In April our book club will read Eat, Pray, Love by Elizabeth Gilbert and will vote on books for our summer reading.  My suggestions are:  Animal, Vegetable, Miracle by Barbara Kingsolver, Loving Frank by Nancy Horan, and The Boy in the Striped Pajamas by John Boyne.  If you’ve read any of these, I’d love to know if you think they’d be good for a group discussion.

I hope you all had a wonderful weekend!   

Review: The Time Traveler’s Wife by Audrey Niffenegger

I’m probably the last book blogger on the planet to read  The Time Traveler’s Wife by Audrey Niffenegger, so what can I say that hasn’t already been said about this book? 

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 Unless you’ve been living under a rock the last few years, you know that this is the tale of Henry and Clare.  Due to a genetic mutation, Henry time travels at random times to places in his past or future.  He has no control over when or where he goes.  Part sci-fi, part love story, this is a fascinating read.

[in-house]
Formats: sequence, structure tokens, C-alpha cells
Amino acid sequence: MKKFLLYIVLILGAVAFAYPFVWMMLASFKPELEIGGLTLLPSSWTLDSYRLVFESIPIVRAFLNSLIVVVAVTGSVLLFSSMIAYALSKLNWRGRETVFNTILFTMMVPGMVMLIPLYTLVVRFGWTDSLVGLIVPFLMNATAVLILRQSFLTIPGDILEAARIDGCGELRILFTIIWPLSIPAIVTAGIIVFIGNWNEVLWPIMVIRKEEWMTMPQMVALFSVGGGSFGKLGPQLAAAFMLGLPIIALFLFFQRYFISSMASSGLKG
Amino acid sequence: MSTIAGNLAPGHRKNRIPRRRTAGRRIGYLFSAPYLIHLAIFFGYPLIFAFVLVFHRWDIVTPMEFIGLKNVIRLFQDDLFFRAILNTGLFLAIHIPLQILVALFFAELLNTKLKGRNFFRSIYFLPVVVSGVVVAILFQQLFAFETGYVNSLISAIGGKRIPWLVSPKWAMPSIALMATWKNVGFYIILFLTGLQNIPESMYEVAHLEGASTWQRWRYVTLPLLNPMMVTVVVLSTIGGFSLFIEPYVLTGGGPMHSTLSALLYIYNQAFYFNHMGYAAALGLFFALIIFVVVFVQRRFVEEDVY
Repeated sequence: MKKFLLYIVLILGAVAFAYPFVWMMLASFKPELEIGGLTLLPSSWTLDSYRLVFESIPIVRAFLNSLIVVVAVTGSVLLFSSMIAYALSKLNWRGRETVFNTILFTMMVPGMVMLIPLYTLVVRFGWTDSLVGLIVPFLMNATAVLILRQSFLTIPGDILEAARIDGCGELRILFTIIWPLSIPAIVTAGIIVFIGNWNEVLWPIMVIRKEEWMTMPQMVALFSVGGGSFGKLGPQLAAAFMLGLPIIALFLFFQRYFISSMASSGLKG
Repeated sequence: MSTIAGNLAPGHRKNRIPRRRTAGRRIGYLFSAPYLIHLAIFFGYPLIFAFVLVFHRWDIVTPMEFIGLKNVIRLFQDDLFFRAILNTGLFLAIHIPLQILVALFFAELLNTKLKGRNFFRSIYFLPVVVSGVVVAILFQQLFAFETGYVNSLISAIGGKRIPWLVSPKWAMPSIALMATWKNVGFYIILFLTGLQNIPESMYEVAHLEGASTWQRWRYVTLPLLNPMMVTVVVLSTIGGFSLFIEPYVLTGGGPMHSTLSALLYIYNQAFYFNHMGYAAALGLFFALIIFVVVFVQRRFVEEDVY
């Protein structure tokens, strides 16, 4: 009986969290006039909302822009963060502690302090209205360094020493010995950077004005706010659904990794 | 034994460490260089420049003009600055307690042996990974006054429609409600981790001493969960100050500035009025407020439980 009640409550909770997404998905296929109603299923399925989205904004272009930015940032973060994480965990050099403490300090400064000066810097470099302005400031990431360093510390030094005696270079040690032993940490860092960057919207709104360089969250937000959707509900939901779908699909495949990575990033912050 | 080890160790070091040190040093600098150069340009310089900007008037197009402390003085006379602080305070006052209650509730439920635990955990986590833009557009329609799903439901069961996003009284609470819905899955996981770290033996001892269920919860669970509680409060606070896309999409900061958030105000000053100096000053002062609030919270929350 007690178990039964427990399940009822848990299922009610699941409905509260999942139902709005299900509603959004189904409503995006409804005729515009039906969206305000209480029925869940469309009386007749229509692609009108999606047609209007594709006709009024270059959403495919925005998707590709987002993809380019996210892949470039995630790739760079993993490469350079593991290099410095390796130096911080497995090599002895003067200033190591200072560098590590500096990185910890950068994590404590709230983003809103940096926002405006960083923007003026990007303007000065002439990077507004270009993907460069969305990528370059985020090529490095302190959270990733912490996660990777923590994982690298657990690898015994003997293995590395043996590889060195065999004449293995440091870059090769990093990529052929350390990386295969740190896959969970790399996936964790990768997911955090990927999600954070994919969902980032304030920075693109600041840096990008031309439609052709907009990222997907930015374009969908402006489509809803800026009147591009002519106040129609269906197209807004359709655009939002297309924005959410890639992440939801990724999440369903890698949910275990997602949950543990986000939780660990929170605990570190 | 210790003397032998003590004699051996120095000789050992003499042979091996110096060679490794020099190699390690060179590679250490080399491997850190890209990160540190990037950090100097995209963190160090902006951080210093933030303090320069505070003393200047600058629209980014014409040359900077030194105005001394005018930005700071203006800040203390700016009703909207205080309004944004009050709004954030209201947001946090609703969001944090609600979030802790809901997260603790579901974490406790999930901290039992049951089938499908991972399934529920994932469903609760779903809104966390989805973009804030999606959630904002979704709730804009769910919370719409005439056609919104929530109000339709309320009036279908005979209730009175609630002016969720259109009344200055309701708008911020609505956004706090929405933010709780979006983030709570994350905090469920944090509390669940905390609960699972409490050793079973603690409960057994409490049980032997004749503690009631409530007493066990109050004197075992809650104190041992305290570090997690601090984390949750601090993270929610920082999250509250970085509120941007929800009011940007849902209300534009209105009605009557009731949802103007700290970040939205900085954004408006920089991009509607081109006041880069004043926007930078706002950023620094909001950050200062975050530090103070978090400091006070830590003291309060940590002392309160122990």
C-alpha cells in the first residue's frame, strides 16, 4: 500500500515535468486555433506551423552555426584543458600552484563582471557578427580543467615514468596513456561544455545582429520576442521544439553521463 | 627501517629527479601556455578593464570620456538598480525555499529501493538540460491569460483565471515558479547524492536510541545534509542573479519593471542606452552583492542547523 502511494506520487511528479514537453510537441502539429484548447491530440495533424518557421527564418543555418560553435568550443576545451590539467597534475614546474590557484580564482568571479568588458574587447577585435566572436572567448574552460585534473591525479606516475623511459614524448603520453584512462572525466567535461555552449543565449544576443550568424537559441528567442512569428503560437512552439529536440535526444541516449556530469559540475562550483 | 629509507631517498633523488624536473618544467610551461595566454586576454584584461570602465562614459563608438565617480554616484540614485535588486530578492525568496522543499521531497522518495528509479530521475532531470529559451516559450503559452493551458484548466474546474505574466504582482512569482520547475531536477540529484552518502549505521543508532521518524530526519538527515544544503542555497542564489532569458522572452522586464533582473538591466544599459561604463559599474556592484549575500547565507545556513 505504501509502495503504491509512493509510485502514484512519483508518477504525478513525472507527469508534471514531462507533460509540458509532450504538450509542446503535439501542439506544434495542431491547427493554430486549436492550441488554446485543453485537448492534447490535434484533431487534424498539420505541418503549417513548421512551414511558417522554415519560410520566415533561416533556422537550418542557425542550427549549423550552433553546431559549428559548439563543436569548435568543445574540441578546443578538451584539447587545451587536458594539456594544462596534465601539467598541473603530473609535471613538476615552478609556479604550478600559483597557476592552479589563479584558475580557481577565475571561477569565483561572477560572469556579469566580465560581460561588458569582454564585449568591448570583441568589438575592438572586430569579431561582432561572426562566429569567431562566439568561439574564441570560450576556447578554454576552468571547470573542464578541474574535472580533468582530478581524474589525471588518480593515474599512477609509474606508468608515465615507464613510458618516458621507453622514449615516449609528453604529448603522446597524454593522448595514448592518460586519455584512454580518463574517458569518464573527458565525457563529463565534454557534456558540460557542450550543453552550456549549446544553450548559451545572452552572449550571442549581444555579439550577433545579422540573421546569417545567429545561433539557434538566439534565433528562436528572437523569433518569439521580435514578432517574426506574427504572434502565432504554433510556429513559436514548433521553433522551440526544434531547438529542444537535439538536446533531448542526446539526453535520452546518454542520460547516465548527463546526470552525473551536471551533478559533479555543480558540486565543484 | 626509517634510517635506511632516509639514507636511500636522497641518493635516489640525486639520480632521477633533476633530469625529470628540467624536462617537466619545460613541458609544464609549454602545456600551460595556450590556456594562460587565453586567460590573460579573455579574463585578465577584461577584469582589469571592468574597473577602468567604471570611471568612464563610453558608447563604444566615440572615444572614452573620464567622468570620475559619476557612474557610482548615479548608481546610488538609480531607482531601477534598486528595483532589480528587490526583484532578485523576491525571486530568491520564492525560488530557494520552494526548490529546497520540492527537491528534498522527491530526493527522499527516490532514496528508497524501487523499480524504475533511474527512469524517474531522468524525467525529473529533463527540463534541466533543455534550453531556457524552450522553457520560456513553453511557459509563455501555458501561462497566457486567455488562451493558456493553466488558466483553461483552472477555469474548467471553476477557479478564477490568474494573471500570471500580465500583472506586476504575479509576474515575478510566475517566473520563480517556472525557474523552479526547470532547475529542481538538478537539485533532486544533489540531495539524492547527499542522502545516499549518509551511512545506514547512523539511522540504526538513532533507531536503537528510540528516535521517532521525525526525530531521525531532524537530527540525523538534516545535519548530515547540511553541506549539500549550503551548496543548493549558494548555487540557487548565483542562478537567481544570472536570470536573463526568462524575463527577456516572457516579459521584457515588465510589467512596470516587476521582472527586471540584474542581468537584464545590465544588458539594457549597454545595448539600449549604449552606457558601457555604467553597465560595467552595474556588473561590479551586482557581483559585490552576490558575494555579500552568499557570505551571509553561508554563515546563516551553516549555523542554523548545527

The narration alternates between Henry and Clare.  They meet for the first time in ‘real time’ when he is 28 and she is 20. She has known him all her life, because he began visiting her when she was 6 and he was in his 40’s.  When they meet in real time, Clare is already in love with Henry, but he has no memory of those earlier visits, because they are in her past, but his future.  Confused yet?  Clare is a woman obsessed and is always waiting, waiting, waiting..  for Henry to appear, for her real life to begin, for him to return from his travels.